The Curious World of Ice and Snow: Part 1 of 3


Click on any image to see an enlargement.

The basic structure of each talk was to give a lecture of about 30 minutes and then allow up to an hour (I think) for the Q&A. In my excitement, I had created 41 slides, in retrospect too many for the allotted time.

Given all the time spent preparing the slides, I hope that by posting them here that even more folks can enjoy the images and discussions. But, instead of unloading all of them on you at once, I will break the discussion into three sections. By adding the following table of contents, each section will have 14 new slides and the total will be 42, which according to Douglas Adams* is a really special number.

The Curious World of Ice and Snow: Part 1 of 3

The contents of this section is part "1", written in green font.

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Some "Inexplicable" Snow-crystal Features: Applications of Lateral Growth

January 29th, 2020

Last October, I gave a talk at the University of Washington about our recent experiments and ideas about snow-crystal growth. My pitch was general and short, as few folks work in this area and I'd hate to bore them with a long lecture. So, I was delighted to see quite a few graduate students in the audience, some of them asking good questions.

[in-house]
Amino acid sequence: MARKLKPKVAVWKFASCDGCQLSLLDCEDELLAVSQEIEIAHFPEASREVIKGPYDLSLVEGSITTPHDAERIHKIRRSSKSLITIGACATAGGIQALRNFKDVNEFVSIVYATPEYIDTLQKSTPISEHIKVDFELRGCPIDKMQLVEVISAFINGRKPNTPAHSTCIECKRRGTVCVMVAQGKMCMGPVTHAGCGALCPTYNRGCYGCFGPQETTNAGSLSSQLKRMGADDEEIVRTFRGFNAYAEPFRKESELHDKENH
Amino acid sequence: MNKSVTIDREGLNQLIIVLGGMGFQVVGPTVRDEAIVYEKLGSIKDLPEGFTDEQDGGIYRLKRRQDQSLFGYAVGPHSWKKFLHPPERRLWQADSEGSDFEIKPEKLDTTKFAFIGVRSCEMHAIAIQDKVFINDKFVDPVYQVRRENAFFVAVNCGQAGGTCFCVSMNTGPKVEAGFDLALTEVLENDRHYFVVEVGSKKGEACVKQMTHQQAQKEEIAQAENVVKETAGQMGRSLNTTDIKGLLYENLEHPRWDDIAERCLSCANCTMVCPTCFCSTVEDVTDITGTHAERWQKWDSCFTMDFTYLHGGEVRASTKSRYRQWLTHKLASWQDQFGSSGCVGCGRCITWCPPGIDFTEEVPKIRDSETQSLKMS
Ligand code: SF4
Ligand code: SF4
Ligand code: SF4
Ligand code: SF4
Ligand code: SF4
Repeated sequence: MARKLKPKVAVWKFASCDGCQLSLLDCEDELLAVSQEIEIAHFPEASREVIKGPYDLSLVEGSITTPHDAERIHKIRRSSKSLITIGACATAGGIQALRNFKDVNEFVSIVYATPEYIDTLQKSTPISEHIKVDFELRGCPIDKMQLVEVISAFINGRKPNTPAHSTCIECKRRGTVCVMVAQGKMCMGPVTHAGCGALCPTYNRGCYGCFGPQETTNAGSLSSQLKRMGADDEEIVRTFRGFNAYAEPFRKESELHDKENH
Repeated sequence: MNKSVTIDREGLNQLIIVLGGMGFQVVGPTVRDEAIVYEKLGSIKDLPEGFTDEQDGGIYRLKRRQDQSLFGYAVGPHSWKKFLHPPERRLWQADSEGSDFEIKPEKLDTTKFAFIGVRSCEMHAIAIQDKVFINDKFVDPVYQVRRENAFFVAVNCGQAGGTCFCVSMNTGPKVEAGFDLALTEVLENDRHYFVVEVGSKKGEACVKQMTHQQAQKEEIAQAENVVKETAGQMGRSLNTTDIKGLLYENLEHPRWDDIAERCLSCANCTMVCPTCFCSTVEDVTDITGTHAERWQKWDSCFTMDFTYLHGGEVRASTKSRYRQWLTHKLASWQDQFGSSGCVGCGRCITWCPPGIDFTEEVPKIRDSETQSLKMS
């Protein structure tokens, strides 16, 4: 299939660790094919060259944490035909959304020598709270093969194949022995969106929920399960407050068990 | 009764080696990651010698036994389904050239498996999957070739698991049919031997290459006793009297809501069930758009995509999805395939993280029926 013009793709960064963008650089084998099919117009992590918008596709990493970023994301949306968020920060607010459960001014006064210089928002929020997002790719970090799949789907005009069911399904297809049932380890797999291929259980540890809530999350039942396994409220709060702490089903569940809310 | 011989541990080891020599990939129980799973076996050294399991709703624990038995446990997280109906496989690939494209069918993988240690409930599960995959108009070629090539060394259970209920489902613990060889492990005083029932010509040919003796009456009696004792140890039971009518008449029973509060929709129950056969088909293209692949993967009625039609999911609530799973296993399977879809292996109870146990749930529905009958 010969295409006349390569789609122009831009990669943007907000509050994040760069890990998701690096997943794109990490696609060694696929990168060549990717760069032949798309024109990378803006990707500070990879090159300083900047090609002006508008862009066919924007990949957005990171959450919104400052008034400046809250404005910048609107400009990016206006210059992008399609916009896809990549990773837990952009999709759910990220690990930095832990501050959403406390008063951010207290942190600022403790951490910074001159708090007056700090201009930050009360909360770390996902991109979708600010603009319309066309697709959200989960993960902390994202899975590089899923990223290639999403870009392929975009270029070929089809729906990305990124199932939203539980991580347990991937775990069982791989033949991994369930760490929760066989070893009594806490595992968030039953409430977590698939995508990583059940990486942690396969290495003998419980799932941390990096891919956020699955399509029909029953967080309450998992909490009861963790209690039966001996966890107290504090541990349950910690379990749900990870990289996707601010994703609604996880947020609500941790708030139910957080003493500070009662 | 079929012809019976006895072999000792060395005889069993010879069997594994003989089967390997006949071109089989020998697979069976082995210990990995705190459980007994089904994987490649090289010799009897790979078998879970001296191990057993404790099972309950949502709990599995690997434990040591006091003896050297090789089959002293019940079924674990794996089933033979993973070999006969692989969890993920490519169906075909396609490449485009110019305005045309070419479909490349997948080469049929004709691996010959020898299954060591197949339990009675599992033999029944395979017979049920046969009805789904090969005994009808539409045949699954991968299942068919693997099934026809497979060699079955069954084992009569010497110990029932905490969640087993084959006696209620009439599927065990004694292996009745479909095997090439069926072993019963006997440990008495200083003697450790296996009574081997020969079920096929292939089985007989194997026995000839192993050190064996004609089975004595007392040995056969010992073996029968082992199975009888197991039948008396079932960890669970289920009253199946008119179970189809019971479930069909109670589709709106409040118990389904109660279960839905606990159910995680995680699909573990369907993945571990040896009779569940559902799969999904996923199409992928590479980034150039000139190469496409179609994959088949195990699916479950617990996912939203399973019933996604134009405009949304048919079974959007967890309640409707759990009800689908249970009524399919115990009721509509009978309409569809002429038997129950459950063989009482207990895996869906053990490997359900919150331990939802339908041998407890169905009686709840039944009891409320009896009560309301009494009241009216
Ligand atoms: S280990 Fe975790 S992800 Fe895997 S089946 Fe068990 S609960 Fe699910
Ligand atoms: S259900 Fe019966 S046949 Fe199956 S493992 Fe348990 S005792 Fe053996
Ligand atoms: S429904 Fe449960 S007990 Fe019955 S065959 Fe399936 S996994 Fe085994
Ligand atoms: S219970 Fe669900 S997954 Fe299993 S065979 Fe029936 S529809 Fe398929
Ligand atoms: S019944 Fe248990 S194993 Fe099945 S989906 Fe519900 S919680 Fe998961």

Instead of giving the narrated presentation here as a video, I will give the slides (23) with brief explanations similar to what was spoken at the talk. Narration below each slide. Skip to the ones that look interesting, and click on them to enlarge.

Some "Inexplicable" Snow-crystal Features: Applications of Lateral Growth

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Martini Hoar (raise a tiny glass?)

October 19th, 2019

The hoar-frost crystal shoots up like a thin, solid straw, then suddenly opens up into a cup-like shape. I have seen it often enough to give it a name: "martini hoar".

Martini Hoar (raise a tiny glass?)


The cup can be weirdly segmented and polyhedral, but it nevertheless widens suddenly. Here are a few more (Sorry for poor photos—someday, I hope, I'll get better about photography.)

Martini Hoar (raise a tiny glass?)



Here is a larger view of the region. Note the similar hoar coming down from the top, but without a clear view of the base.

Martini Hoar (raise a tiny glass?)


This sudden widening feature has bothered me for awhile, but I was delighted the other day to figure out a plausible reason. My delight was made even greater because the reason involved measurements I made in the lab two decades back. The measurements were to understand snow-crystal habit, but apply equally well to hoar frost because hoar grows just like snow except it is attached to the ground.